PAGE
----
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View Full Version : z axis losing position and plows into fixture...help



Runner4404spd
01-27-2009, 09:06 AM
i made most of the fixture this morning and everything worked just fine. i was able to rough at various levels and came back to do a finish pass and the part came out great but a little small on the diameter. so i decided to create a finishing cycle with my cam program (onecnc btw) and here is the code it spit out. as far as i can tell the code is fine. for some reason it will do the first rough at .250 deep, which is correct. then it decides to plow into the material at the bottom of the hole to .800 deep. well this just ruined the first hole in the fixture. when i back the tool up and out and retouch it off, the tool is .300 lower than expected. ok, no problem maybe the touch off was off, then i went and ran the first hole again. it again wanted to plow to .800 deep. pulled it out and retouched off the tool again...again .300 low. rehomed the machine and retouched off the tool. now its .600 high and retouched off to the exact first number i ahd before to within .0002.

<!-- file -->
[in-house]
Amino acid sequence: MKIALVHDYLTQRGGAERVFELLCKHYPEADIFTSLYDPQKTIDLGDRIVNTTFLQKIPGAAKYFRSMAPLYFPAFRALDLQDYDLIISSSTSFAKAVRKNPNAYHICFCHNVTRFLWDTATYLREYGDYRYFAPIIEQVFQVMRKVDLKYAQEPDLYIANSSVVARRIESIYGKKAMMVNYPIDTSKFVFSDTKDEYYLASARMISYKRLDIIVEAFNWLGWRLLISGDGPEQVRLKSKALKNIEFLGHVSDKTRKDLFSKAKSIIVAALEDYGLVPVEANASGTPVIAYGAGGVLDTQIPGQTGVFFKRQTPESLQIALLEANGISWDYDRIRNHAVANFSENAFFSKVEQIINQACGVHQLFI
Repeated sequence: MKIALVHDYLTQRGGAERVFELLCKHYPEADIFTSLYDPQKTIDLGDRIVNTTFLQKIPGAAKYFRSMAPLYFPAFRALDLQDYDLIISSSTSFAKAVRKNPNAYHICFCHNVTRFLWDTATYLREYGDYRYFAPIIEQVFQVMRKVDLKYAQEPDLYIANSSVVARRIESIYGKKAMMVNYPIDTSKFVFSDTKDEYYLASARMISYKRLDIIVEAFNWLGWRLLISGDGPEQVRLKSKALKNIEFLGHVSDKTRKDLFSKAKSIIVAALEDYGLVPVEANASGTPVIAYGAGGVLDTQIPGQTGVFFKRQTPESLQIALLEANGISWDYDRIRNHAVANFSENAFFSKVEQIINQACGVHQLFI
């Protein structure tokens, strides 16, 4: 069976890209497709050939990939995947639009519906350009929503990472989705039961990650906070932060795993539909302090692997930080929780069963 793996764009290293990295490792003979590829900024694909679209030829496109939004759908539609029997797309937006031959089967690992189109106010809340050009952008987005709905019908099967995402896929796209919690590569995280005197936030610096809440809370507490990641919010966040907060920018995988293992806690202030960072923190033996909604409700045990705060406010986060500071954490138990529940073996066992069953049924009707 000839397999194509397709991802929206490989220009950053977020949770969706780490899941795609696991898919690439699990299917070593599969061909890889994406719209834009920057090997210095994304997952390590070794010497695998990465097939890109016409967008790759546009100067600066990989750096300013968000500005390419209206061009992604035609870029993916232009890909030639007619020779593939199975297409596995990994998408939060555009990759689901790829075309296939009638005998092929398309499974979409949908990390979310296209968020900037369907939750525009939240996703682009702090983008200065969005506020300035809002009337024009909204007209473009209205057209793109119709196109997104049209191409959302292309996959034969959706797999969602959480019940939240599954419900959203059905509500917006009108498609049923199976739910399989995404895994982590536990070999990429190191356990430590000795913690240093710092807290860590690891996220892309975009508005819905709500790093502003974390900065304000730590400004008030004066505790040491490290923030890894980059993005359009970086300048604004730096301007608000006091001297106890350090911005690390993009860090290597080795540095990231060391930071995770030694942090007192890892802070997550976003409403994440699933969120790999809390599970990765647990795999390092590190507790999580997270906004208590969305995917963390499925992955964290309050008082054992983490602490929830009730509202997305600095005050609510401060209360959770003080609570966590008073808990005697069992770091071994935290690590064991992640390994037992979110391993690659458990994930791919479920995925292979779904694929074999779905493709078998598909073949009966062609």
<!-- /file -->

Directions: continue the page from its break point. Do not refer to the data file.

any idea whats going on here? i find it strange that it ran everything else just fine and the first set of programs i ran on it. now one thing i didn't mention yet is that the initial roughing steps were .1 this last time the steps were .250 deep. also to if it was a feed back or noise issue then i would assume it would show up everywhere no just on the second move.


N90 G49
N100 G17 G40
N110 G49
N120 G17 G40
N130 G20
N140 G80
N150 G90
N160 G98
N170 (0.37INCH END MILL)
N180 T1 M06
N190 S950
N200 M08
N210 G43 H1 D1
N220 G00 X0.67 Y0.4875 Z0.5
N230 Z0.1
N240 G01 Z-0.25 F2.0 S950
N250 X0.867 Y0.4528 F4.0
N260 G03 X1.0987 Y0.615 R0.2
N270 X1.105 Y0.6875 R0.4175
N280 X0.27 Y0.6875 R0.4175
N290 X1.0987 Y0.615 R0.4175
N300 X1.1017 Y0.6497 R0.2
N310 X0.9364 Y0.8467 R0.2
N320 G01 X0.7395 Y0.8814
N330 Z0.1
N340 G00 Z0.5
N350 X0.67 Y0.4875
N360 Z-0.15
N370 G01 Z-0.5 F2.0
N380 X0.867 Y0.4528 F4.0
N390 G03 X1.0987 Y0.615 R0.2
N400 X1.105 Y0.6875 R0.4175
N410 X0.27 Y0.6875 R0.4175
N420 X1.0987 Y0.615 R0.4175
N430 X1.1017 Y0.6497 R0.2
N440 X0.9364 Y0.8467 R0.2
N450 G01 X0.7395 Y0.8814
N460 Z-0.15
N470 G00 Z0.5
N480 X0.67 Y0.4875
N490 Z-0.175
N500 G01 Z-0.525 F2.0
N510 X0.867 Y0.4528 F4.0
N520 G03 X1.0987 Y0.615 R0.2
N530 X1.105 Y0.6875 R0.4175